Warning: Graphic Content
By Raveena Aulak/Torstar News Service
London, ON - A year before she abducted and murdered 8-year-old Tori Stafford
, Terri-Lynne McClintic was in youth prison writing angry, violent letters and planning retribution for those responsible for her incarceration.
In one letter, McClintic, then 17 and convicted for robbery and stabbing, talked about killing an inmate and even planned to take the whole family out, jurors heard Wednesday.
Tori was abducted on April 8, 2009. McClintic and Michael Rafferty, then her boyfriend, were arrested a month later and charged with abduction and first-degree murder. McClintic pleaded guilty and was sentenced to life in prison in April 2010. Rafferty, 31, is also accused of sexual assault.
His trial began on March 5. McClintic, now 21, is the Crown’s star witness in this trial.
In his cross-examination, Dirk Derstine, Rafferty`s lawyer, showed the jury several letters McClintic had written from custody where she talked about the “two goofs” who were responsible for her arrest and conviction in a robbery and stabbing case in 2007.
(She was in custody from September 2007 to the summer of 2008.)
“You inquired about those two people?” asked Derstine.
“I believe I may have had intent to do something,” said McClintic.
“What were you going to do?”
“I don’t know.”
“You didn’t intend any harm or violence?”
“I don’t know how it would have played out,” said McClintic. “It was something I thought about. I may have meant at that time what I was saying . . . I was younger at that time,” she told Derstine.
“Quite a few years ago.”
Most of the letters McClintic wrote were to a friend, also in custody; the letters were liberally peppered with expletives, gang symbols and either titled Murderouz Bitchez or ended with those words.
They were all about violence and drugs.
Derstine, at times almost merciless, grilled her for her violent rants and angry outbursts.
He also told the jury McClintic had built a reputation for herself as a “toughie” and frequently got into fights and scraps with other inmates. In one letter, McClintic talked about firing a couple of shots in the face of a pregnant inmate.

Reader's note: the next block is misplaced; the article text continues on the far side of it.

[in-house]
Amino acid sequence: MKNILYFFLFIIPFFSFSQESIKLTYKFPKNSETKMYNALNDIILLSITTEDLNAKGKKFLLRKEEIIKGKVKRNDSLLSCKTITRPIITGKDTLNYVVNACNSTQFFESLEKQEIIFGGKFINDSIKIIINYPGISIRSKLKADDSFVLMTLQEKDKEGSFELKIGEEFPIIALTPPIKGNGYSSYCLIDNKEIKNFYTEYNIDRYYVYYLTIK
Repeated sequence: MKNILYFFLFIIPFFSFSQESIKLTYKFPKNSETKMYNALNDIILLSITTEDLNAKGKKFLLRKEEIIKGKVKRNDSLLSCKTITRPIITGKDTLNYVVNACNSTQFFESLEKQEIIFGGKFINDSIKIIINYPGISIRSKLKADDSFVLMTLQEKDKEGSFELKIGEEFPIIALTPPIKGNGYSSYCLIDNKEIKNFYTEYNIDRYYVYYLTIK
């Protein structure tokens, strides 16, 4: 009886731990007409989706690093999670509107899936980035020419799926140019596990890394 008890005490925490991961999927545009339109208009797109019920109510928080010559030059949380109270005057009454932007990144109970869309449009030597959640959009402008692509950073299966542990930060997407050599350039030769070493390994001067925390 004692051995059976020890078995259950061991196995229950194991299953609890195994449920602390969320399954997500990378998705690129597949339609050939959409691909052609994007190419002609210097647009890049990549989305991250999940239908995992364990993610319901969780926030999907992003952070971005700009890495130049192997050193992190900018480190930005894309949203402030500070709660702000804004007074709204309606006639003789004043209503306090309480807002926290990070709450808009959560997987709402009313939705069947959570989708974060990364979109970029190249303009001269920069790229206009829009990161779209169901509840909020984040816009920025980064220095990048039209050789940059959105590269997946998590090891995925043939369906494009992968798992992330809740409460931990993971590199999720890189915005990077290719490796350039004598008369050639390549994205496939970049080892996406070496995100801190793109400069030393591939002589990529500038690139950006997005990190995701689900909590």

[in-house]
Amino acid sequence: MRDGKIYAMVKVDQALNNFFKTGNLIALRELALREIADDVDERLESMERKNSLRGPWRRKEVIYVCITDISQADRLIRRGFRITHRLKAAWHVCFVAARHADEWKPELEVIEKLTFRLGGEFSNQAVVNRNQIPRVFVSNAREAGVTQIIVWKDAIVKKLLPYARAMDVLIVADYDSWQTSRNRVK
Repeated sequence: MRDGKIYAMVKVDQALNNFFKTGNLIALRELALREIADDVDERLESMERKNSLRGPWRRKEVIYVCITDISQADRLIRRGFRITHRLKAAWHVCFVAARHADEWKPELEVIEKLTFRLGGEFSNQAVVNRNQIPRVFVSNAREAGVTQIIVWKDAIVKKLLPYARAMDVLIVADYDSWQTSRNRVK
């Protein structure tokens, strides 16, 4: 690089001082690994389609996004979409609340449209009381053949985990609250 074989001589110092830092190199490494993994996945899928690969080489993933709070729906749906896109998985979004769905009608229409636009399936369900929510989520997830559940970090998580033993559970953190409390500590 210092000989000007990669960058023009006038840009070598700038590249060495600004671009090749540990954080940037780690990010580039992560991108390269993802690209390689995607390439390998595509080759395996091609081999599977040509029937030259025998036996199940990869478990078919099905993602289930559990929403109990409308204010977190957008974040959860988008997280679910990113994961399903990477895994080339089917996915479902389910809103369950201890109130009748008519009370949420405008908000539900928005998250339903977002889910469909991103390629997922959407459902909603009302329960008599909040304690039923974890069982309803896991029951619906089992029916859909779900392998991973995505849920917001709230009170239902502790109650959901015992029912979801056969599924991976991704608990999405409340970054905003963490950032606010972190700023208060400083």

She also bullied others and got their prescription medication, Derstine contended.
In one letter, McClintic wrote how she took more than a dozen pills including Prozac while in custody, Derstine pointed out. McClintic, slightly combative, said if inmates didn’t take their medication, she did. “If you are friends with someone, they will just give them (medication),” she said.
Earlier on Wednesday, a packed courtroom watched an emotional interrogation video of McClintic implicating Rafferty in Tori’s rape and murder.
On May 24, 2009, five days after she was charged with first-degree murder, McClintic gave a detailed interview outlining how Rafferty first sexually assaulted the little girl, kicked her in the ribs multiple times before hitting her in the head with a hammer.
Often sobbing and blowing her nose, McClintic tells OPP’s Det Sgt. Jim Smyth in that interview that she saw Tori’s head in a garbage bag.
McClintic has since recanted and said it was she who kicked Tori and dealt the deadly hammer blows.
Justice Thomas Heeney of Ontario Superior Court ruled that McClintic’s video statement can be used as evidence. He instructed the jury to pay close attention to what McClintic says and how she says it.
Portions of the interview were played.
In the video, McClintic was wearing a red T-shirt, a blue sweater and light-coloured track pants; she was sitting in a chair in a corner of a small interrogation room. For the first few minutes, she sipped a coffee, even took a bite of what appeared to be a muffin.
As Smyth began to question her, asking for details of what happened on April 8, 2009, she started getting emotional. At one point, McClintic told Smyth how Tori screamed for help. “She said T! T! Make him stop, make him stop,” recalled McClintic.
She seemed to calm down as she drew a map of the rock pile and the tree near Mount Forest where Tori’s body was tossed and then hidden under rocks.
Rafferty, in a white shirt and grey suit, watched the video intently, scowling intermittently.